Nanni likes observing it. Preferably from afar. I am determined, Nanni is easily swayed. Particularly by her grandchildren, of which I am proud to be one. Not that either of us had too much choice in the matter so I can only say it is a good thing it worked
out so well. My mummy always tells Nanni “We are so glad that you are ours, and we are yours.” And so say all of us.
On Sunday, we - Mummy, the Twinkles,
cousin Jack and I all travelled down to Nanni and Grandad’s for the first of this summer’s Seaside Days. I need to make the most of the freedom because in September I am going to Big School. Nanni wonders if Hook Infants School is ready for me.
I don't see why they wouldn't be, I’m not asking for anything they wouldn't have already. I'm going to be in Ladybird Class. I did have a few second thoughts about this in that I would probably have preferred to be in something like Bumblebee Class,
something with a sting in its tail, don't you know? Then I met up with some of the other girls and boys who will be in my class and decided that, if we really had to be in a class named after an insect, then Ladybird Class would do very well.
It was complicated getting to the seaside because Nanni wasn't driving on account of her Pirate Eye. So Mummy dropped Jack and me - with our scooters - at Littlehampton and drove
back with The Twinkles to collect Nanni. We had a fine time, Jack and I, especially when we popped into the beach shop where I spotted an Object of Great Desire. In other words, a Monster Truck. Oh, how I wanted one, with its big wheels and push-along handle.
I haven't wanted anything so much since, well, the last time I set eyes on an O of GD. Which must have been at least a day ago. If not two.
Mummy said if I kept
asking for the Monster Truck, there was no way I was getting it. This seemed to fly in the face of one of Nanni’s sayings (apparently, her Daddy - who was my great grandad - used to say it all the time) that “those who don't ask, don't want.”
I am conveniently forgetting the first part of the saying which was “those who ask, don't get.” I believe this is called Selective Memory a practice in which I am particularly proficient, though I say so myself as shouldn't.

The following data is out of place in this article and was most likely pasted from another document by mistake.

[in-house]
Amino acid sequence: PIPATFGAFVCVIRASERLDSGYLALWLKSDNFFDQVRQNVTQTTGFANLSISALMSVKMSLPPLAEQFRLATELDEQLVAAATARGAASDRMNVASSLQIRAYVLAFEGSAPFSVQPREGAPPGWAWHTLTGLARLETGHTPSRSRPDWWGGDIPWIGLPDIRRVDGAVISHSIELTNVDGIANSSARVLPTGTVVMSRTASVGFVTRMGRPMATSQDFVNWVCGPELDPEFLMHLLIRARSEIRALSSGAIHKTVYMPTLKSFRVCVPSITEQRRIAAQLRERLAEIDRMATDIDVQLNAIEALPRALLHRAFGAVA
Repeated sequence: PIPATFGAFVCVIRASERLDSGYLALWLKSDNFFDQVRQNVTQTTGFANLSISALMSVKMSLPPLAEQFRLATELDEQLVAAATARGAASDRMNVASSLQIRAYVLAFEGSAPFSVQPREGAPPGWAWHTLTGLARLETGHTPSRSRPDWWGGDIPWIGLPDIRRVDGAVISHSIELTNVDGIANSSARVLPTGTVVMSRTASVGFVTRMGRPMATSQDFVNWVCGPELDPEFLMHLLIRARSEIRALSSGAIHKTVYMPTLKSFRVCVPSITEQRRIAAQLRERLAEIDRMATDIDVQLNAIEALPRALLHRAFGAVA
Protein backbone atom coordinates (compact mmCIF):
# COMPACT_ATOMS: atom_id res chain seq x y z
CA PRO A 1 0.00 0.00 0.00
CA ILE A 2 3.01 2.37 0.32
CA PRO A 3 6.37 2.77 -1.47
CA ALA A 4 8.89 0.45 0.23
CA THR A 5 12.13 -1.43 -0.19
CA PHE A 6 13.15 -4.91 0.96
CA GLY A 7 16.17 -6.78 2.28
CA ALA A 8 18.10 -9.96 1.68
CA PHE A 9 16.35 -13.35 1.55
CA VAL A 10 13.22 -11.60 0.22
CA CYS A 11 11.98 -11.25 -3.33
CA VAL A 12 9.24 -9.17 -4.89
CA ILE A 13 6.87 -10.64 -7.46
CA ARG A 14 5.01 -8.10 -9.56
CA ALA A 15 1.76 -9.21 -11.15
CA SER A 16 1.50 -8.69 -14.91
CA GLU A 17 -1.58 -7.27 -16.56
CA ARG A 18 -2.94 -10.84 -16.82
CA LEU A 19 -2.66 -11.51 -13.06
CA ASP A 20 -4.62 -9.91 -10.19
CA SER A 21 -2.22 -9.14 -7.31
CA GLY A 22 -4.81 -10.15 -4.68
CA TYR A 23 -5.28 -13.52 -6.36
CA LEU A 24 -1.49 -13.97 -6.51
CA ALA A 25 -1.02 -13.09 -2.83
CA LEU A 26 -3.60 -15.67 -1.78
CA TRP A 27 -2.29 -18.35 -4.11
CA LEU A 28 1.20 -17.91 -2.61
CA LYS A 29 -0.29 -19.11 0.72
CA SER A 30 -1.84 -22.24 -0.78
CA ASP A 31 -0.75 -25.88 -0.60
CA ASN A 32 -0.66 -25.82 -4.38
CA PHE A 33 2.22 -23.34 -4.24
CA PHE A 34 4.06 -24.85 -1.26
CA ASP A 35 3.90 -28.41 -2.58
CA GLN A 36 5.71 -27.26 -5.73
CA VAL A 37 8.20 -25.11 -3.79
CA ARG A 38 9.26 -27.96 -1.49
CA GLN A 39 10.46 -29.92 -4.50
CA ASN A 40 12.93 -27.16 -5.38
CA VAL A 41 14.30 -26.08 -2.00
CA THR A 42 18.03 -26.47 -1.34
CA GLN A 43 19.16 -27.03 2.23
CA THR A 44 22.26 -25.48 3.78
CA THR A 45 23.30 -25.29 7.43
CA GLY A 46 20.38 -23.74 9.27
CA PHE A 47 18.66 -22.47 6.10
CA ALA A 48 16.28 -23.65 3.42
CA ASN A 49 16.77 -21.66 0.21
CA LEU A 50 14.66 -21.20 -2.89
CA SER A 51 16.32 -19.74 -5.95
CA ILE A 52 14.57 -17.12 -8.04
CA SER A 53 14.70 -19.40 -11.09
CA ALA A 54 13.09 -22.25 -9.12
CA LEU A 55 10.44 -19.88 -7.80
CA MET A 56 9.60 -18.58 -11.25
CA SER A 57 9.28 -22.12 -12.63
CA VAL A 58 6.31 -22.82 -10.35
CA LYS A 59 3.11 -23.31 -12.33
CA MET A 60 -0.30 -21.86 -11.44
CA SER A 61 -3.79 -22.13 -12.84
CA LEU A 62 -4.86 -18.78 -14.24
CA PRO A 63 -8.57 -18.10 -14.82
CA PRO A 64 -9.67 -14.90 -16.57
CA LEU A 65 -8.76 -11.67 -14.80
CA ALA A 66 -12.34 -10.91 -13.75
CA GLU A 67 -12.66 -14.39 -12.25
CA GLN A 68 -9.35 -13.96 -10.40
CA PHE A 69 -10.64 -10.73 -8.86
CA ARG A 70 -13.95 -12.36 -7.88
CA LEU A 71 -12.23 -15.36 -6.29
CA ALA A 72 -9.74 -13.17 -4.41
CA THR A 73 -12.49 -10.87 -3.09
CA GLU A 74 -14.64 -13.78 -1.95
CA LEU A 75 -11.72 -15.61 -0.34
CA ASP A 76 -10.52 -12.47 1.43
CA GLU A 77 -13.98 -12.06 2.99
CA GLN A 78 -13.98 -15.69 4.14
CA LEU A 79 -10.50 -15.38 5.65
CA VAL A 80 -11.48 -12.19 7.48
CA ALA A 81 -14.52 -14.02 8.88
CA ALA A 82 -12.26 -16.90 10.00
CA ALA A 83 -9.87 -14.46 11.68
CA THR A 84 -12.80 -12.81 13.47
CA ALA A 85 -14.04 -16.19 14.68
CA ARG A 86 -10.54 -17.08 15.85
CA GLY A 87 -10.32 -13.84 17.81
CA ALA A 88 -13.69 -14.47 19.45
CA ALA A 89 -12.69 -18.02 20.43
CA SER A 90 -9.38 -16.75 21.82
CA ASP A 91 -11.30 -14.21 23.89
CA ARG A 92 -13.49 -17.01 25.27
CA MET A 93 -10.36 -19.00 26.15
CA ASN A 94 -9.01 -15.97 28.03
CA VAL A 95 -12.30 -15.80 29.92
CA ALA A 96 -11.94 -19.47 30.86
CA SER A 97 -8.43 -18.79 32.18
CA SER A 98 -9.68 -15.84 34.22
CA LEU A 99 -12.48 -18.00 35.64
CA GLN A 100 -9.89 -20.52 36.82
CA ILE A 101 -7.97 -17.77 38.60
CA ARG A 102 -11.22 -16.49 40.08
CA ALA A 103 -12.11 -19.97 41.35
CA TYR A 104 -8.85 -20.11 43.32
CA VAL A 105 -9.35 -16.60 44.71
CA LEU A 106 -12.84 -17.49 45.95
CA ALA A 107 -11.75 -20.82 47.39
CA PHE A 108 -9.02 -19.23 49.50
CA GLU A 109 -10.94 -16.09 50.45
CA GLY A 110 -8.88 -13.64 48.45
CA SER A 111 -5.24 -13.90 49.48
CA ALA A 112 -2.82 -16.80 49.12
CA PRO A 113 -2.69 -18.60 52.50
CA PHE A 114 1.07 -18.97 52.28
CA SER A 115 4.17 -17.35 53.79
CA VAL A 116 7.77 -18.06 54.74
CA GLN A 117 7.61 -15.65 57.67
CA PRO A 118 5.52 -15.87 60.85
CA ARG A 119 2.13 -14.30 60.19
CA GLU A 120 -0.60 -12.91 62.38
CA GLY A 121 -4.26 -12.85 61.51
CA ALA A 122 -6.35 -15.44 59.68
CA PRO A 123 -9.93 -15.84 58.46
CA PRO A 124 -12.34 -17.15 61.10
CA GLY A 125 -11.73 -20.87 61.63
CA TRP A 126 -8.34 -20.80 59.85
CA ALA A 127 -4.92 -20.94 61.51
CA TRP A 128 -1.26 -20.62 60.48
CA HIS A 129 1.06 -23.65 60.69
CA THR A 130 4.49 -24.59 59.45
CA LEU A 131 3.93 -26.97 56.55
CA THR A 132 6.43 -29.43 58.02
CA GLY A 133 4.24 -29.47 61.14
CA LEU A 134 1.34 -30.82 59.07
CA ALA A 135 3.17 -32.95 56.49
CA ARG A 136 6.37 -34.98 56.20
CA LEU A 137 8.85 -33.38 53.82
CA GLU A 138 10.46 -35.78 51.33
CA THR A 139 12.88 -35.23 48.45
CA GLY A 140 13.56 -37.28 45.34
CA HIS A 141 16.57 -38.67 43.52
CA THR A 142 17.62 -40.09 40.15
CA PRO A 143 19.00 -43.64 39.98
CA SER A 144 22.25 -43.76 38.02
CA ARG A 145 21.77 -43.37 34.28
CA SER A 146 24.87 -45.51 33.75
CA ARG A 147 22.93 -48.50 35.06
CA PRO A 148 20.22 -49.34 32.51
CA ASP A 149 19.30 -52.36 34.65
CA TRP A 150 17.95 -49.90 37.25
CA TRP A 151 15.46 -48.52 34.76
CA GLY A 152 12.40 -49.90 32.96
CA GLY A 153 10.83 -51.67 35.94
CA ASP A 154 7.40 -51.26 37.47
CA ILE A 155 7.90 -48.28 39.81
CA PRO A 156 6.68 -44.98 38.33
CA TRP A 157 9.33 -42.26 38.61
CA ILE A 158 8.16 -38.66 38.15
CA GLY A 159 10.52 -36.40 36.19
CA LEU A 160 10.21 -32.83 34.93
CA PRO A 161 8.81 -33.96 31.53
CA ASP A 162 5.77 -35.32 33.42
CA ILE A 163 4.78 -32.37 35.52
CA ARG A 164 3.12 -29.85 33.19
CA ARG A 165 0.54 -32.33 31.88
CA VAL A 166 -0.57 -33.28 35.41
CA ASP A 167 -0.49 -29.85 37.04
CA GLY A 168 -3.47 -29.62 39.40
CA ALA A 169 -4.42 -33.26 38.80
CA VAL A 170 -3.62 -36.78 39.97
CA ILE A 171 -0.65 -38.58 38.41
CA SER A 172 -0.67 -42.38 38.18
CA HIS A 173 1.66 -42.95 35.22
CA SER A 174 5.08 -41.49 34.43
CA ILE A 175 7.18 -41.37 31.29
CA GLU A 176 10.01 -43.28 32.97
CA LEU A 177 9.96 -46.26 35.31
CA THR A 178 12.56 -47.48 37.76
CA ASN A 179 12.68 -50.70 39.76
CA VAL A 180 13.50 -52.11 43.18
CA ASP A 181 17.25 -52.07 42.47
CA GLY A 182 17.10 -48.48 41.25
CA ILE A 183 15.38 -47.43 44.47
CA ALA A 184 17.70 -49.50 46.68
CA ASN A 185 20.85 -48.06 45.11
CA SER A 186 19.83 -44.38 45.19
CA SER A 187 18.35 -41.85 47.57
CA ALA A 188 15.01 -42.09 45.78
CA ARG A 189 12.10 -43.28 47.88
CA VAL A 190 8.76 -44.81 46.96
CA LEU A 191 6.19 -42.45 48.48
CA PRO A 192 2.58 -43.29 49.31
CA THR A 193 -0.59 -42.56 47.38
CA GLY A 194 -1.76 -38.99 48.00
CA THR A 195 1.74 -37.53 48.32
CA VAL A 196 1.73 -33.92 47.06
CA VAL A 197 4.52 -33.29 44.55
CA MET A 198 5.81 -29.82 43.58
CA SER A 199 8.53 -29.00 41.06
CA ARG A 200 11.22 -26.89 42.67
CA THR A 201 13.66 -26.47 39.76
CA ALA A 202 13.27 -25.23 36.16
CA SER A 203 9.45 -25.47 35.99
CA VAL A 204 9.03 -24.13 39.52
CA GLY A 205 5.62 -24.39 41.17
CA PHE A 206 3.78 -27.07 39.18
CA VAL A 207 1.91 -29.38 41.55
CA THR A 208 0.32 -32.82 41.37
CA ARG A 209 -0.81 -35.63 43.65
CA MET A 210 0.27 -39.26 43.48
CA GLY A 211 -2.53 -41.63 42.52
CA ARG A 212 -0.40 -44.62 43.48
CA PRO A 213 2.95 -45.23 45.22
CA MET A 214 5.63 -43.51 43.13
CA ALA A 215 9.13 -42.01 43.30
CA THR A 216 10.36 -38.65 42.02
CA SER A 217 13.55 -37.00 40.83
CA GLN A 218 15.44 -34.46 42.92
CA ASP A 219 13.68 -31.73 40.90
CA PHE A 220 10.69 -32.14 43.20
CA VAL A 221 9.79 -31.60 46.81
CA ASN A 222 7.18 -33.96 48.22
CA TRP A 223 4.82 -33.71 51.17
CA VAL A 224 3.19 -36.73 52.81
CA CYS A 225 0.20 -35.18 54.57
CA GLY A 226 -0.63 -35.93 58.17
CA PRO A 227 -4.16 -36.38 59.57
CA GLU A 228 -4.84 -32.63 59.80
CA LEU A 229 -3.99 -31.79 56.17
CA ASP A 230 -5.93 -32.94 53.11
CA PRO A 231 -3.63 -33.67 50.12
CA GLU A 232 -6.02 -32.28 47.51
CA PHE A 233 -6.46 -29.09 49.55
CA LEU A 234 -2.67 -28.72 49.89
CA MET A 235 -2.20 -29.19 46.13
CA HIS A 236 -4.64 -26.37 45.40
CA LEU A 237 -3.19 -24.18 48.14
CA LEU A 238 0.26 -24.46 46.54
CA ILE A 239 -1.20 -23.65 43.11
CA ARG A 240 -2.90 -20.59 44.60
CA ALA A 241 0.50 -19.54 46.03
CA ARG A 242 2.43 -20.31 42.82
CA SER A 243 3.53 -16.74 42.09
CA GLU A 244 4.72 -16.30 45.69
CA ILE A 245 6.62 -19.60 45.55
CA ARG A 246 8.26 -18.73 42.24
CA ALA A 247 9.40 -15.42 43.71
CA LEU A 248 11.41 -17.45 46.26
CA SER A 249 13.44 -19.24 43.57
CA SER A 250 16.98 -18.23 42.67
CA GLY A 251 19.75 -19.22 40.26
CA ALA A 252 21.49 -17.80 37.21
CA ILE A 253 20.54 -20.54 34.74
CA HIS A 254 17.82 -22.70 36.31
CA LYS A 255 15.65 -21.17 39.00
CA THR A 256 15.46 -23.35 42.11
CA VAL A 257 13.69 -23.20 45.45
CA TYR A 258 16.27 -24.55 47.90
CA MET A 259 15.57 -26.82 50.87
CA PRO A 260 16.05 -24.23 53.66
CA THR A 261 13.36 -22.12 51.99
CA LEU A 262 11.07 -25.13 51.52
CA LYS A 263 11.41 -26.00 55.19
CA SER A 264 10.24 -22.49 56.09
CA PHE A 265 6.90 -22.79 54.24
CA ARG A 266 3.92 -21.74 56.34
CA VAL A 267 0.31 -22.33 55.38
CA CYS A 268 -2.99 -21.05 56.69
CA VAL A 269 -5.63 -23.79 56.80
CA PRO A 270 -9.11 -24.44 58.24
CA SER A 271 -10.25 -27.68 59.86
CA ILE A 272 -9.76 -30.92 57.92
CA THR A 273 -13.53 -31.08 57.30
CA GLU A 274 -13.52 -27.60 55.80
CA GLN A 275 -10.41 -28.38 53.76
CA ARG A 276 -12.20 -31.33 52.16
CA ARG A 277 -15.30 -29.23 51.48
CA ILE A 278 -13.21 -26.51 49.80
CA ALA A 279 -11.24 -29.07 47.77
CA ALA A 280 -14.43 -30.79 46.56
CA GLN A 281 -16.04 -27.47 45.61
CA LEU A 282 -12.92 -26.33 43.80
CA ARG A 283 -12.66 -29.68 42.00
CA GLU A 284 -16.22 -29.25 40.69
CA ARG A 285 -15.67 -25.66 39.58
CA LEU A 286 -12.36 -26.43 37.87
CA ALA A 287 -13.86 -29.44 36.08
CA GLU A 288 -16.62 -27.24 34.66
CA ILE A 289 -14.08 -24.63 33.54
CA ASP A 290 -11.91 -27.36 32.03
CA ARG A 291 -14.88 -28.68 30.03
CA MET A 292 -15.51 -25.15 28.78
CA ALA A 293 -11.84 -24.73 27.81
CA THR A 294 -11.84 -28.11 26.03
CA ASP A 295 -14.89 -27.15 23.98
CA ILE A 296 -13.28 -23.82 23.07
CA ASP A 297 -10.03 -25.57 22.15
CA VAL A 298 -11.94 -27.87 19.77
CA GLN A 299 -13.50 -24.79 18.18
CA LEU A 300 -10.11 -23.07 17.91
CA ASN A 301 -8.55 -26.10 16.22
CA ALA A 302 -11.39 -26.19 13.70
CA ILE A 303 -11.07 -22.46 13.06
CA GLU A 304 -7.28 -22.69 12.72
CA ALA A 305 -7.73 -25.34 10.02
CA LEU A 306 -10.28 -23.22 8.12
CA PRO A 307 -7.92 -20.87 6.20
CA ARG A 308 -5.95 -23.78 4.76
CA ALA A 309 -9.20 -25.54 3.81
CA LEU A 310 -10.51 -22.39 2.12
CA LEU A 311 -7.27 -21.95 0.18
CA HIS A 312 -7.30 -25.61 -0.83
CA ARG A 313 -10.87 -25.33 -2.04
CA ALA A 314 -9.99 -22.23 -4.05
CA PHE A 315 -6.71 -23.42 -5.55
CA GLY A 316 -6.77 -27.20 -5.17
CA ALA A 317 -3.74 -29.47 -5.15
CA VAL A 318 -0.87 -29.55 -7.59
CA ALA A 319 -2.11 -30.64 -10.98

We certainly packed a lot into our day. The tide was out (no, I’ve no idea where it had gone. Shopping, maybe?) so we played in the sand and Nanni wrote our names out
with a stone and tried to get us to jump from letter to letter. Honestly, she does have the strangest ideas. Then Tala, Lilia and I all went in the sea where Lilia had the good idea of taking all our clothes off, in order to test out Mummy’s theory that
she only needed to bring one beach towel because we would only indulge in a bit of paddling.
After that we all had to be changed into dry clothes which was,
to be honest, a bit of a palaver but, hey, we needed to be clean and dry for our next activity which was scooting along the prom (prom, prom.) We used this exercise to test out another of Mummy’s theories which is that, when I go to Big School in September,
the Twinkles will be more than up for scooting there and back. I mean, Tala and Lilia are Ace Scooters but, in the interests of testing the Scoot To School theory, we all three decided we would prefer to walk, so the grown-ups had to carry the scooters
and helmets all the way to the Lion’s Den playground. Nanni sort of explained the reason why the playground was so named which was something about men who were lions but not lions and, donated money for the playground on account of that being something
men / Lions are kind enough to do. I didn't quite understand what Nanni was talking about but the playground was great fun so I say, thank you, Lions. Whoever or whatever you are.
We took the boat train back. Nanni said we needed to wave at everyone we passed: “We are wavers!” Mummy announced to nobody in particular. I did notice that Cousin Jack didn't do too much waving. I wonder when I will be old enough not to
be a waver - maybe five years old or so?
For now, I am prepared to wave with the best of them and hopefully negotiate my way into Mummy and Nanni’s good
books. We are, you see, coming back to the seaside, maybe as soon as next week.
And I still have my sights firmly set on the Monster Truck…
High up on the roof of the Chichester Festival Theatre a solitary Fiddler is playing. Below, milling outside the theatre in the warm late afternoon sunshine, we theatre goers listen spell-bound. It is the perfect introduction
to the production we are about to see. Fiddler on the Roof, that is, what else?
The Youngest of the Darling Daughters and I had booked our tickets some months
ago but at the time I didn't realise I would have another visitor in the welcome shape of grandson Jack. Could I wangle another ticket for him, I wondered, so that he could join his mother and me on our latest Theatre Date? On-line booking wasn't promising:
the Tuesday evening performance, being Press Night, was fully booked. However, the sweet woman in the Box Office, whom I telephoned first thing on Monday morning, was cautiously encouraging - nothing doing at the moment, she confessed, but she suggested I
should just keep trying, hoping to strike it lucky with a return ticket.
Well, you know me. Persistence is my middle name. You thought it was Anne, didn't you? Throughout Monday, I phoned the Box Office
until finally, at 7 p.m. I struck gold. There was a ticket available on the back row, slightly to the side of the stage but no restricted view. Would I like it? At just a tenner? My excitement when I related my success to my grandson was at fever pitch.